Choosing a College Shooting Program
November 2, 2020Civilian Marksmanship Program▸College Connection▸Choosing a College Shooting Program
By Brad Donoho, CMP Smallbore Manager
When we last met, I discussed how to become eligible to shoot for an NCAA rifle team by filing for the NCAA Eligibility Center. Now comes the hard part, choosing the school that is right for you. In the end, you want to find a school that offers you the academic, social and shooting sports opportunities that you want. Hopefully this step by step instruction can simplify the decision making process.
Step One: Before you begin your search for rifle teams, you must first give some thought to your future. We are all faced with this question at one time or another; what do I want to be when I grow up? Let’s face it; shooting probably will not pay the bills! You do not need to narrow this down to one career, but you should create a list of possibilities. If you are having trouble with this, broaden the search by choosing an academic field. It could be science, math, writing, or engineering, anything you might take an interest in.
Step Two: Your next step is to search for universities with college rifle teams. CMP has compiled this information for you at Colleges with NCAA Rifle Teams. This list contains all of the colleges and universities that have an NCAA Rifle Team.
Now the question is, how much time do you want to invest in shooting? Do you want to continue to shoot as a hobby, or do you want to be part of a varsity team that is training to win an NCAA Championship? This is going to determine how much time you will spend on the rifle range. If you decide you want to dedicate your time and compete for the national championship, then you should look at universities that have NCAA rifle teams. At these universities you may find yourself shooting 5-6 days per week for 20 or so hours per week. That hard work can sometimes pay off in the form of a scholarship. Division 1 schools are permitted to give their shooters scholarships. Each Division 1 team is allowed a total of 3 .6 scholarships per year. The head coach decides how the 3.6 athletic scholarships are distributed among the team. The chances are, the harder you work, the better the scholarship. The NCAA also has Division III rifle teams but they cannot offer scholarships.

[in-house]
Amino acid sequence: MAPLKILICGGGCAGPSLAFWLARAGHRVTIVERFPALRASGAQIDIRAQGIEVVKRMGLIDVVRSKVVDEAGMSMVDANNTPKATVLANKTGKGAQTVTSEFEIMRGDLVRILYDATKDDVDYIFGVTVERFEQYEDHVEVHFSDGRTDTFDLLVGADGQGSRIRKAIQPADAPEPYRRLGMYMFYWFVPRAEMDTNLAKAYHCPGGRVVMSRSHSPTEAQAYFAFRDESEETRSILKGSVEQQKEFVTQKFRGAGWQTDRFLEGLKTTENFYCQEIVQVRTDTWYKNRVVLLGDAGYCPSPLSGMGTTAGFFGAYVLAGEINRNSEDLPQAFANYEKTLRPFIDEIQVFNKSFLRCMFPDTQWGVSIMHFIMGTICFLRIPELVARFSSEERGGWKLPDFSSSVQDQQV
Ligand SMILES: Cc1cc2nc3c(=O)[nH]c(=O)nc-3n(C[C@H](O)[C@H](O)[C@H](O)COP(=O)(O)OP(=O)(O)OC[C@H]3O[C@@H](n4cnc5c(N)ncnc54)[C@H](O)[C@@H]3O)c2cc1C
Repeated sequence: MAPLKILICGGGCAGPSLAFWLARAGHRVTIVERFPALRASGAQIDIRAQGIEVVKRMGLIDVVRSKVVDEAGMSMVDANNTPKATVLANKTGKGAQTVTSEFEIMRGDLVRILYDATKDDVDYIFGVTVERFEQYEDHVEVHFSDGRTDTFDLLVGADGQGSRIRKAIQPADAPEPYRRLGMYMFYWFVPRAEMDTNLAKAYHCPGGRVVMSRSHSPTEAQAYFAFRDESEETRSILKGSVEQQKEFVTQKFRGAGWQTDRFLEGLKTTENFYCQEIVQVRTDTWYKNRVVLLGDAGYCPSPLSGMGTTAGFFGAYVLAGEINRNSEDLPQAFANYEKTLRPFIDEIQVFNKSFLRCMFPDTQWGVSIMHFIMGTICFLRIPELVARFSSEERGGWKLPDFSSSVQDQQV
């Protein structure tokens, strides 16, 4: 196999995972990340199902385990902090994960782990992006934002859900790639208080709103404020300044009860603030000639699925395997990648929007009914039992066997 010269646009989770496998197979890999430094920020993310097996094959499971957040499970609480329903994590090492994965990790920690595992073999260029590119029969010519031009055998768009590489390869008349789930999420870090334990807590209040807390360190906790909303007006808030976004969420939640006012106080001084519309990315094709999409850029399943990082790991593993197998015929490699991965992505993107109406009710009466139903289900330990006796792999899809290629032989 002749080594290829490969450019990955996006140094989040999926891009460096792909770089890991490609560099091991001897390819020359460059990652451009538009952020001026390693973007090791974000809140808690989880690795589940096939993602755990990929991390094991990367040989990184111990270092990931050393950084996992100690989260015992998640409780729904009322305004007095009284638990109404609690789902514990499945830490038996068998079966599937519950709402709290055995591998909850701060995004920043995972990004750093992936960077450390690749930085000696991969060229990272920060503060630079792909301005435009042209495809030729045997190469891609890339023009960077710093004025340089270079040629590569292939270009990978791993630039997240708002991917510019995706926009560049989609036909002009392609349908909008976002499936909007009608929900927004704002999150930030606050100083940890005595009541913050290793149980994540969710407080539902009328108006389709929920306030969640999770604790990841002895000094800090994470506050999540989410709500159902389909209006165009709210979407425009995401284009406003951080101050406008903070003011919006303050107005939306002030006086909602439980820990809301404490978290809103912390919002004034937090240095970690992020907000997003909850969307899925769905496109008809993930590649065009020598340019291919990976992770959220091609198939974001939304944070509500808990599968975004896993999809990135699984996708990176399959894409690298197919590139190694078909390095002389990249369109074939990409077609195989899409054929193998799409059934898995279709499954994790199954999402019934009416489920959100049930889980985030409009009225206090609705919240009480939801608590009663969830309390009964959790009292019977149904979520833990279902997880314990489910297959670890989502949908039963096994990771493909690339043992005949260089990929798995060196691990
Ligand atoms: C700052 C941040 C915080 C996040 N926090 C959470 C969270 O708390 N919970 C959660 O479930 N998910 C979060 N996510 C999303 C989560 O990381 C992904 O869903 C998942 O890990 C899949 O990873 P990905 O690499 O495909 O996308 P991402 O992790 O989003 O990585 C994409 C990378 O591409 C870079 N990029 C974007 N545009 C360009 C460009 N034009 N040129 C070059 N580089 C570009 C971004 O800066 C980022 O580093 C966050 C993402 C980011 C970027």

Another scholarship and career opportunity is to consider an ROTC program. If you want to join an ROTC program and shoot for an NCAA program, that is a great way to get your school paid for, compete for an NCAA rifle team and prepare for an important future career. College rifle coaches usually do not have a problem with adding ROTC cadets to their roster.
If you decide that you only want to shoot a few hours a week, then you might want to consider looking at colleges with club programs. Club programs can vary from teams that shoot for the fun of it, to organized conferences that compete for a championship. Some college rifle clubs will provide shooting equipment and team travel expenses.
Step Three: Step three is going to require a little more research on your behalf. Now it is time to compare your list of possible career choices from step one with the schools with rifle programs that you found in step two. You want to make sure that the schools with shooting programs that interest you also offer an academic program in your field of interest. If you want to be a veterinarian and shoot at a school without a veterinary program, then it probably is not the best fit for you. Collegiate shooting is only going to last four years, but your career will last a lifetime.
Some secondary college characteristics that you may want to pay attention to are size, location and distance from home. You can find rifle teams at schools varying in size from a few thousand to 55,000 students and located in small towns as well as large cities.
Choosing a college can be one of the most difficult decisions a high school student can make. Picking a college with a rifle team adds an additional challenge and can make your choice that much more difficult. This is a decision where you will want to seek as much advice as you can get. Once you narrow your list down to a select few, you can begin the process of applying and enrolling. In the next installment of College Connection, I will discuss ways to get the attention of college coaches and how to contact them.
Brad Donoho is a graduate of the University of Kentucky where he was a member of the Wildcats Varsity Rifle Team for four years. He was a Team Captain his junior year. Subsequent to his graduation, he also served as Assistant Rifle Team Coach at Kentucky.